Lawrence A. Mark, M.D., Ph.D., assistant professor of dermatology at the Indiana University School of Medicine and a researcher with the Indiana University Melvin and Bren Simon Cancer Center, said these make ideal gifts because people often forget to protect their skin and lips during the winter when the sun’s rays aren’t as direct.
“You can’t see the sun’s ultraviolet rays, you can’t feel them, but some of them can harm you,” Dr. Mark said.
Because of that, Dr. Mark recommends these tips for protection against the sun during the winter months:
Apply sunscreen with an SPF of at least 30 to the exposed skin. Dr. Mark explained SPF this way: If your skin begins to redden after being in the sun for one minute, you could expect to be in the sun for 30 minutes while wearing an SPF of 30 before you see the same amount of reddening.
Wind burn can chap skin so lip balm is important. Look for ones that have an SPF of 15 to 30 already included in the product.
Avoid UV tanning lights. If you have seasonal affective disorder, it is the visible light that stimulates the brain, so UV tanning lights don’t add anything that a full spectrum, sun-simulating light bulb (without the UV) can do. Enjoy it for 20-30 minutes a day in your favorite reading chair.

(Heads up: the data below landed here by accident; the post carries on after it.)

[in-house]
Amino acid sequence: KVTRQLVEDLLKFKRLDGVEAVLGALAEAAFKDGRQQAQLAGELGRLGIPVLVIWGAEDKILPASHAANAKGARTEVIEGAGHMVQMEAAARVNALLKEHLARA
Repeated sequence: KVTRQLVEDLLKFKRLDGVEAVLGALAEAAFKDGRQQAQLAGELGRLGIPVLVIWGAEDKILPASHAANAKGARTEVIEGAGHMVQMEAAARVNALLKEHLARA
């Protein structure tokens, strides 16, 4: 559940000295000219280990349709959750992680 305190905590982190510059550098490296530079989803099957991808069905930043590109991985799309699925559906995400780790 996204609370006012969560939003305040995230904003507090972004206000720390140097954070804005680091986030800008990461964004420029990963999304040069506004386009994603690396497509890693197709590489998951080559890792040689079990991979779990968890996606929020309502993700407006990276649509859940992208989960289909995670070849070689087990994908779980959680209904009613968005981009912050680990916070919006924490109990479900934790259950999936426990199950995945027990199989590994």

According to the American Cancer Society, most of the more than one million cases of skin cancer diagnosed yearly in the United States are considered to be sun-related.
Basal cell carcinoma and squamous cell carcinoma are the most common forms of skin cancer. Melanoma is the deadliest form of skin cancer, and it can appear suddenly on any part of the body or develop from a mole. The American Cancer Society’s most recent estimates for melanoma are from 2009: About 68,130 new cases were diagnosed and about 8,700 people died of the disease.
What should you look for? Dr. Mark tells patients to watch for what he calls the “ugly duckling” sign. “If you have a spot that just doesn’t look like any other or just doesn’t act like any other, it is best to have a doctor examine it, just to be on the safe side,” he said.
Dr. Mark and his colleagues use the ABCD’s to evaluate melanoma:
A, asymmetry: half of a mole or birthmark does not match the other half.
B, border: edges are irregular, ragged, notched, or blurred.
C, color: the color isn’t the same all over but may have differing shades of brown or black, sometimes with patches of red, white or blue
D, diameter: the area is larger than six millimeters (about the size of a pencil eraser) or is growing larger
Pay attention to your body and talk with your physician about any changes you notice. If detected and treated early, these cancers have a greater than 95 percent cure rate.